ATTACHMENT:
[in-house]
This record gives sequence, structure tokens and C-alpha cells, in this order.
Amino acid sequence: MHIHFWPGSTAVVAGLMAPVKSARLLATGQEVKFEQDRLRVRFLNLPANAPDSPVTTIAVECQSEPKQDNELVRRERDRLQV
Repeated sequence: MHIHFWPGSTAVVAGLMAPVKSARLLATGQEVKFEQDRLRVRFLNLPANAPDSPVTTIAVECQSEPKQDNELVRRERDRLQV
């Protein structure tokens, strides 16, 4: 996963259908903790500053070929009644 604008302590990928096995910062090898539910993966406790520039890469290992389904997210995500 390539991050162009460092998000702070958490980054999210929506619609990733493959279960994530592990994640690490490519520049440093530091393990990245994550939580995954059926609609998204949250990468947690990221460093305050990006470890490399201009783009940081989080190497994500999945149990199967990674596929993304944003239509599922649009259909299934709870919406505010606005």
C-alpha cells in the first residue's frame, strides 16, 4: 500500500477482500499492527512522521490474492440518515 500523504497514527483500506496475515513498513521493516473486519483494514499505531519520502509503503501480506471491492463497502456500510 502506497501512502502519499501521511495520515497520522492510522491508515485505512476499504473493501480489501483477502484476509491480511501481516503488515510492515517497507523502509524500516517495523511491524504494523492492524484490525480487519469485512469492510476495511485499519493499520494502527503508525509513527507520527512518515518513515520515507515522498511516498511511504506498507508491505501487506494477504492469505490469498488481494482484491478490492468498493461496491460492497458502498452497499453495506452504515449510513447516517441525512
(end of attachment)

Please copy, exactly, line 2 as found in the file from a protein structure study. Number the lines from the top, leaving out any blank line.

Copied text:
This record gives sequence, structure tokens and C-alpha cells, in this order.